What have you been taught at church or elsewhere about this aspect of marriage? Have you examined those teachings by the Scriptures? We need to be aware because some pastors/teachers may mishandle the Scriptures. Others may decide this is too hot a topic for this day and age and avoid it all together. Others still may think since it is “not essential for salvation”, they really don’t need to talk about it and risk stirring the waters.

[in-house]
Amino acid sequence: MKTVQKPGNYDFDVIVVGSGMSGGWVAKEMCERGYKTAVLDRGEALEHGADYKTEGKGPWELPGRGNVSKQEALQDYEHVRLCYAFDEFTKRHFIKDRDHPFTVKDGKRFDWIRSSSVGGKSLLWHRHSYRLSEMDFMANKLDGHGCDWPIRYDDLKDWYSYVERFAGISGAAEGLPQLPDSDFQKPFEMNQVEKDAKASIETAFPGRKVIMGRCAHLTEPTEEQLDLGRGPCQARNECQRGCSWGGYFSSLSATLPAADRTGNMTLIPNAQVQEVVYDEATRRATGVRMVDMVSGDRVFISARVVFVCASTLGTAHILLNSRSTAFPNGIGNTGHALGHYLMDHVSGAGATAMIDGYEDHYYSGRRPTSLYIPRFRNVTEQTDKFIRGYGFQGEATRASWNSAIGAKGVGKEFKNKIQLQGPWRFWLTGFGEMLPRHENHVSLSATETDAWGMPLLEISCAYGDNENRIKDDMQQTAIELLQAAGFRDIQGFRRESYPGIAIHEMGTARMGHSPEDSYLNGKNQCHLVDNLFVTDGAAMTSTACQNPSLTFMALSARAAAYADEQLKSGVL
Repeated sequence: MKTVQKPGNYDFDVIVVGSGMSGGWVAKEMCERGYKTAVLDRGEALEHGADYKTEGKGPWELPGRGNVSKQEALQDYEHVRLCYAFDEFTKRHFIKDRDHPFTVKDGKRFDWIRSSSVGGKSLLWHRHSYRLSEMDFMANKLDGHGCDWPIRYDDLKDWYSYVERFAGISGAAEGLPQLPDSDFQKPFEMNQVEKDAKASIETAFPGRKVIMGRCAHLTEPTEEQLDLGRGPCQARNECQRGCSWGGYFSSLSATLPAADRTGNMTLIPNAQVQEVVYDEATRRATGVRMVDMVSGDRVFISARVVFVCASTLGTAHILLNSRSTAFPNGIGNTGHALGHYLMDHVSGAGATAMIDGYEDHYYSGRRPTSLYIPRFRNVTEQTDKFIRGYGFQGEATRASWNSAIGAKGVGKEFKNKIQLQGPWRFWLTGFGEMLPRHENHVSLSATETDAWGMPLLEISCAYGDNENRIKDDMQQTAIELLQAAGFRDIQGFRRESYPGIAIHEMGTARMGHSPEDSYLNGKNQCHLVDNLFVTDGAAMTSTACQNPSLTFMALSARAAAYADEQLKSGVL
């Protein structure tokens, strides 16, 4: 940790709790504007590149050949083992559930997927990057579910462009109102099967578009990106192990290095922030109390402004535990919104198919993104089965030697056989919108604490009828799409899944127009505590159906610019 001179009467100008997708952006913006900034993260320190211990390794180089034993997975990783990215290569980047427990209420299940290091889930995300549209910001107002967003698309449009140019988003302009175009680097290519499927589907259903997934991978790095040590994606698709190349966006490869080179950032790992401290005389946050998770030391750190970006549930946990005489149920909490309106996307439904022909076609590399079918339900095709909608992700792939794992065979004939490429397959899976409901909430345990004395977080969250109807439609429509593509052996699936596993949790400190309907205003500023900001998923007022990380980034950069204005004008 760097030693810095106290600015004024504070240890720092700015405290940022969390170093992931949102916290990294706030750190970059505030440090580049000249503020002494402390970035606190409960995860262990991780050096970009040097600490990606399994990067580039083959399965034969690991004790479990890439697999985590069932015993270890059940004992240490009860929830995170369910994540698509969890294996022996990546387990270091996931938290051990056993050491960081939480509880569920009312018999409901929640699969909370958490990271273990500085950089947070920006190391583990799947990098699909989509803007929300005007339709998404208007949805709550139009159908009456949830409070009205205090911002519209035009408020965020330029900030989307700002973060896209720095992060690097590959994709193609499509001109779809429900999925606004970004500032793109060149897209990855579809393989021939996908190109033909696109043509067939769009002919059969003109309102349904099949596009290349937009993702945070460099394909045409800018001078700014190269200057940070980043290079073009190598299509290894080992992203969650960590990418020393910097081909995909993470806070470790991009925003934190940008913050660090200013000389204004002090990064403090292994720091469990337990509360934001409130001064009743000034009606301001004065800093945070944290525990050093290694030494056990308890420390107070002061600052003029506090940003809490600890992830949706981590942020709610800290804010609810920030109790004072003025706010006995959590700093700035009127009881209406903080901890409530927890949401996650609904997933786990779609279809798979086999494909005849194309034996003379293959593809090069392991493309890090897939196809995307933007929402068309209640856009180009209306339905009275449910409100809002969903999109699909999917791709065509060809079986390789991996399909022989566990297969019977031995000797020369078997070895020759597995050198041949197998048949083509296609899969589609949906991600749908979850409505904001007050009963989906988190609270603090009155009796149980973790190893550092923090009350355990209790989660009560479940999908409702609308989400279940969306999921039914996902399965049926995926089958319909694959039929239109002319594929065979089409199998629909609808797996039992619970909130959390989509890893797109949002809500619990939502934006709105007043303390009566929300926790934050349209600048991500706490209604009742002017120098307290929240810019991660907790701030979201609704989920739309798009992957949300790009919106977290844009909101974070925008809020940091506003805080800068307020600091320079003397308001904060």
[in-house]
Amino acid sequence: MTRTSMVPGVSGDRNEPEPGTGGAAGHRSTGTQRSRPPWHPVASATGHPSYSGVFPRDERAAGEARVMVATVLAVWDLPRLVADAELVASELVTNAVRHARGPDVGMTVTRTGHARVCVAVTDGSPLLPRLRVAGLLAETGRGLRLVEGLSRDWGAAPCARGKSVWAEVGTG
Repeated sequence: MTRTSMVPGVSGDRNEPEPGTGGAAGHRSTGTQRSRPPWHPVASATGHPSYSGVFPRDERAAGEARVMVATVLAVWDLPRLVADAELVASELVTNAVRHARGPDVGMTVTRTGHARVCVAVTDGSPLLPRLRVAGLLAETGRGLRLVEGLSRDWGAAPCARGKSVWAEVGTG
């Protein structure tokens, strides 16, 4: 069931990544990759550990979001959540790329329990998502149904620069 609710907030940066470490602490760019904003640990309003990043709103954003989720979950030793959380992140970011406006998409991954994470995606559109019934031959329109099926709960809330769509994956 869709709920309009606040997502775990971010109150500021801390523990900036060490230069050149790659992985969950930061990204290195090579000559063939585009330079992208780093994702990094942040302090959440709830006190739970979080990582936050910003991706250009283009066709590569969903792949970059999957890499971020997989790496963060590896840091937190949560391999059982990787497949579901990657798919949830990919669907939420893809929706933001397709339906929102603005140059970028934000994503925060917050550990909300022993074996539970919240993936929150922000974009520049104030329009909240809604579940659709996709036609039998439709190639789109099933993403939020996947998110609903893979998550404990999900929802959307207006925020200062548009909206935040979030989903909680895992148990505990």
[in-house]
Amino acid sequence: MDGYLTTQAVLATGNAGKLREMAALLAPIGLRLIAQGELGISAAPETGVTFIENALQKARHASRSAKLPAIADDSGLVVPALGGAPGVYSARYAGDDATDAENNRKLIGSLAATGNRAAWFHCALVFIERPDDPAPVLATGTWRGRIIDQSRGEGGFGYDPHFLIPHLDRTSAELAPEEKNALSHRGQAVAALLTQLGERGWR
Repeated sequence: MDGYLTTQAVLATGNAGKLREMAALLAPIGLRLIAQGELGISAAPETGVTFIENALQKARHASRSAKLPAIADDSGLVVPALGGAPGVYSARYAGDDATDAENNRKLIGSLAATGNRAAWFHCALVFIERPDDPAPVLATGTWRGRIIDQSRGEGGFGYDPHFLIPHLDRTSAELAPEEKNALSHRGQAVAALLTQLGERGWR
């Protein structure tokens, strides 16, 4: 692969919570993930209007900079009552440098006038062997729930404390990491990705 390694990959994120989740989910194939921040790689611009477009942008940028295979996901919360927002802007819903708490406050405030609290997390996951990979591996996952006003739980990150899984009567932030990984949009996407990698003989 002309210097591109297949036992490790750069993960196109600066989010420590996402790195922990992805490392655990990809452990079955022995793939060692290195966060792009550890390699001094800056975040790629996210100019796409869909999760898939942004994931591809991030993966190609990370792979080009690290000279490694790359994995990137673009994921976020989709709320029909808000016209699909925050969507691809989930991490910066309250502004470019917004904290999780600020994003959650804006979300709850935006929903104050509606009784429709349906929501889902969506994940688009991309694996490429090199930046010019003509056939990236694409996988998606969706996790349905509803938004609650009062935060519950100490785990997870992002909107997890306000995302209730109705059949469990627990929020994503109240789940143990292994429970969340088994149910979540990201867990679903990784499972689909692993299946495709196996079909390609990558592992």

But it is important. As mentioned above, special relationships and even our understanding of God is affected by our understanding of kephale. Living God’s word correctly may be in play too. If you are married, the relevance is personal. What does it mean that your husband is your head? Do you see God given authority in him and respond to it with godly submission or is he in some way your source? Perhaps you already know if you fit more into the complementarian camp, the egalitarian camp, or some combination of both. (For example, some believe in the leadership of husbands in the home but believe women can hold any leadership roles over the whole body of the church. Even within the same camp there can be shades of differences in beliefs.) I hope that whatever you believe you have prayed about it and tested what you believe by the Scriptures.